Criticism of Shakespeare's comedies has shifted from stressing their light-hearted and festive qualities to giving a stronger sense of their dark aspects and their social resonances. This volume introduces the key critical debates under five headings: genre, history and politics, gender and sexuality, language, and performance. The Guide serves students of Shakespeare in two ways. Firstly, by presenting ten recent critical interventions in the field of Shakespeare studies, it provides an up-to-date compendium of current scholarship. All the articles are contextualised with brief critical overviews and annotated suggestions for further reading. An additional chapter on pre-twentieth-century criticism is mainly in narrative form but excerpts significant early views by Johnson, Hazlitt and Coleridge. Thus, secondly, the volume acts as a guide to further reading to help students extend their knowledge of Shakespeare criticism.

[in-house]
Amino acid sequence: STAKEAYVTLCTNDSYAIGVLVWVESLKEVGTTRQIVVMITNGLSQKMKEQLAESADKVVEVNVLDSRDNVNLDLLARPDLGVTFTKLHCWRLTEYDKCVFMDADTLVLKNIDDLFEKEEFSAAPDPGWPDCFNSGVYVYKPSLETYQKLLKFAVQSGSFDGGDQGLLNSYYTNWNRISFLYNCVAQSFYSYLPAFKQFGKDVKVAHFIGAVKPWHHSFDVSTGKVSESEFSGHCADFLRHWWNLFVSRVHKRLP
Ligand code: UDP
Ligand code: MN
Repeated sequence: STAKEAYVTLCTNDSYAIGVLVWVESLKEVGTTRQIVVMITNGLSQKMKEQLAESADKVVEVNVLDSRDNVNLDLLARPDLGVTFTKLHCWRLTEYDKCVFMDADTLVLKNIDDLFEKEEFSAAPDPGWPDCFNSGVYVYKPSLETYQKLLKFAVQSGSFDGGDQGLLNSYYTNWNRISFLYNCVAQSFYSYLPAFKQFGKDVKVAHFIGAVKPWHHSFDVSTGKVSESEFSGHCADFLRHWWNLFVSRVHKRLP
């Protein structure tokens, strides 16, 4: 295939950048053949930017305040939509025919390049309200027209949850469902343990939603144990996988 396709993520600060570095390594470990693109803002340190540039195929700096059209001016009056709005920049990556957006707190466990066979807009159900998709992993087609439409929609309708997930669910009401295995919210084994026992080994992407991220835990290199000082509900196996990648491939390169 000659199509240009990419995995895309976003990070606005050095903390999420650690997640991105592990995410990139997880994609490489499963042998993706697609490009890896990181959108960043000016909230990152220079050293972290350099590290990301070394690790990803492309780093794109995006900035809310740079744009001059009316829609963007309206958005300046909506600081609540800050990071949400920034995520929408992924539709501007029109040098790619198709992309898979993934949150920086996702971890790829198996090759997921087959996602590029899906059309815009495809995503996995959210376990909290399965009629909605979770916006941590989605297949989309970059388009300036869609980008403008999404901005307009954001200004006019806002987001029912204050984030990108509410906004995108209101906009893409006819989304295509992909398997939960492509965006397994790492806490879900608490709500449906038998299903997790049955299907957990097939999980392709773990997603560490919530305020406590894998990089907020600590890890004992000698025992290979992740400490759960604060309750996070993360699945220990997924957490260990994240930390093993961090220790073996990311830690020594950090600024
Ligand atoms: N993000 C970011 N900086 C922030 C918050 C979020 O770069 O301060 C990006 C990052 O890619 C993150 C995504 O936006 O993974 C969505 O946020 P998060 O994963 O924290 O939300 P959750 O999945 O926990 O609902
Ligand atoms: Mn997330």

The life of William Shakespeare, arguably the most significant figure in the Western literary canon, is relatively unknown. Shakespeare was born in Stratford-upon-Avon in 1565, possibly on the 23rd April, St. George's Day, and baptised there on 26th April. Little is known of his education and the first firm facts to his life relate to his marriage, aged 18, to Anne Hathaway, who was 26 and from the nearby village of Shottery. Anne gave birth to their first son six months later. Shakespeare's first play, The Comedy of Errors began a procession of real heavyweights that were to emanate from his pen in a career of just over twenty years in which 37 plays were written and his reputation forever established. This early skill was recognised by many and by 1594 the Lord Chamberlain's Men were performing his works. With the advantage of Shakespeare's progressive writing they rapidly became London's leading company of players, affording him more exposure and, following the death of Queen Elizabeth in 1603, a royal patent by the new king, James I, at which point they changed their name to the King's Men. By 1598, and despite efforts to pirate his work, Shakespeare's name was well known and had become a selling point in its own right on title pages. No plays are attributed to Shakespeare after 1613, and the last few plays he wrote before this time were in collaboration with other writers, one of whom is likely to be John Fletcher who succeeded him as the house playwright for the King's Men. William Shakespeare died two months later on April 23rd, 1616, survived by his wife, two daughters and a legacy of writing that none have since yet eclipsed.
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